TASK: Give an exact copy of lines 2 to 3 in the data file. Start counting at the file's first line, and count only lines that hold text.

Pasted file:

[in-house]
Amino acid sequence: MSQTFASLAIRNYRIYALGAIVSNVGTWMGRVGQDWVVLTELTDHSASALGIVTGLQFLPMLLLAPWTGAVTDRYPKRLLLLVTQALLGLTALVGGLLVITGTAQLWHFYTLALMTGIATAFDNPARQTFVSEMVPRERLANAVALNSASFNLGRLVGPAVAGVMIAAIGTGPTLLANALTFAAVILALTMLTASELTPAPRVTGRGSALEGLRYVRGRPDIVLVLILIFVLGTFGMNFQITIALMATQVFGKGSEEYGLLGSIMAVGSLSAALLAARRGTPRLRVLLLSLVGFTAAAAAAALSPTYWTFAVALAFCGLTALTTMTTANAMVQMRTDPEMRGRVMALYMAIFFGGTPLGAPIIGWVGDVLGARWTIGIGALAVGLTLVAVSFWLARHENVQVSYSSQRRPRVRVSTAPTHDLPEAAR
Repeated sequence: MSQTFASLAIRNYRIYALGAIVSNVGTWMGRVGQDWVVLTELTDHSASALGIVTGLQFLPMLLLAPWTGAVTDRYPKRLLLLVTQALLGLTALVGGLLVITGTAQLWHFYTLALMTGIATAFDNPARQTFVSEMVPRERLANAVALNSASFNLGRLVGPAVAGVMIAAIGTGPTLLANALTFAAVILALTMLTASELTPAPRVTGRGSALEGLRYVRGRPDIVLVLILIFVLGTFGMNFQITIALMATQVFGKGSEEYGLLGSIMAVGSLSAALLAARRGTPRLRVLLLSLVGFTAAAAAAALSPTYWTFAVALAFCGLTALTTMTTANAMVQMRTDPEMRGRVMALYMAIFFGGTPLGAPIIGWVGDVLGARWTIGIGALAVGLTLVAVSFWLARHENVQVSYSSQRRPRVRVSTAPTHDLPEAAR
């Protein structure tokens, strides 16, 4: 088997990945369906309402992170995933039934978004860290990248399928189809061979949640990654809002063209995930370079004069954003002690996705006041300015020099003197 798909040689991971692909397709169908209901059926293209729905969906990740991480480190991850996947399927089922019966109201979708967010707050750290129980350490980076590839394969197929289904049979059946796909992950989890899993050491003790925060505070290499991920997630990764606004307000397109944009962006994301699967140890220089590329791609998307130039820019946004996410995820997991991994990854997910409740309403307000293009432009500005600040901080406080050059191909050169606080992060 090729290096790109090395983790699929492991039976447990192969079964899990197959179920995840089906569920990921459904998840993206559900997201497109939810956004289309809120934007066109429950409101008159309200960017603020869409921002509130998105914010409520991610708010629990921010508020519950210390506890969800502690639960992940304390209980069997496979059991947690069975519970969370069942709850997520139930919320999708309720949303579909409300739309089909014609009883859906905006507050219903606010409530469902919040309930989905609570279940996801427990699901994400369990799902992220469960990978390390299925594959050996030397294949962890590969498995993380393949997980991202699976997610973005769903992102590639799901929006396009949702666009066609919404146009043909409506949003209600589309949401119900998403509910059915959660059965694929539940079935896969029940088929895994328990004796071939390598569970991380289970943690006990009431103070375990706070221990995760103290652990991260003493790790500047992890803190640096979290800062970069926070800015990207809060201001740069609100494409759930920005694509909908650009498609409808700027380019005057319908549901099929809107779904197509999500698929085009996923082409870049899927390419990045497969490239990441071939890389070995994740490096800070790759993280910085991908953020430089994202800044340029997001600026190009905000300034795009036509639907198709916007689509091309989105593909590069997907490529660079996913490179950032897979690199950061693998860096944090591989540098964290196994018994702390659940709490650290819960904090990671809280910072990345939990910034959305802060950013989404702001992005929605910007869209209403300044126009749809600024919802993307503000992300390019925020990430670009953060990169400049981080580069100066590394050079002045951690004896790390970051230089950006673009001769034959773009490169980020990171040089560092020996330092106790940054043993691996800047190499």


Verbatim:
Amino acid sequence: MSQTFASLAIRNYRIYALGAIVSNVGTWMGRVGQDWVVLTELTDHSASALGIVTGLQFLPMLLLAPWTGAVTDRYPKRLLLLVTQALLGLTALVGGLLVITGTAQLWHFYTLALMTGIATAFDNPARQTFVSEMVPRERLANAVALNSASFNLGRLVGPAVAGVMIAAIGTGPTLLANALTFAAVILALTMLTASELTPAPRVTGRGSALEGLRYVRGRPDIVLVLILIFVLGTFGMNFQITIALMATQVFGKGSEEYGLLGSIMAVGSLSAALLAARRGTPRLRVLLLSLVGFTAAAAAAALSPTYWTFAVALAFCGLTALTTMTTANAMVQMRTDPEMRGRVMALYMAIFFGGTPLGAPIIGWVGDVLGARWTIGIGALAVGLTLVAVSFWLARHENVQVSYSSQRRPRVRVSTAPTHDLPEAAR
Repeated sequence: MSQTFASLAIRNYRIYALGAIVSNVGTWMGRVGQDWVVLTELTDHSASALGIVTGLQFLPMLLLAPWTGAVTDRYPKRLLLLVTQALLGLTALVGGLLVITGTAQLWHFYTLALMTGIATAFDNPARQTFVSEMVPRERLANAVALNSASFNLGRLVGPAVAGVMIAAIGTGPTLLANALTFAAVILALTMLTASELTPAPRVTGRGSALEGLRYVRGRPDIVLVLILIFVLGTFGMNFQITIALMATQVFGKGSEEYGLLGSIMAVGSLSAALLAARRGTPRLRVLLLSLVGFTAAAAAAALSPTYWTFAVALAFCGLTALTTMTTANAMVQMRTDPEMRGRVMALYMAIFFGGTPLGAPIIGWVGDVLGARWTIGIGALAVGLTLVAVSFWLARHENVQVSYSSQRRPRVRVSTAPTHDLPEAAR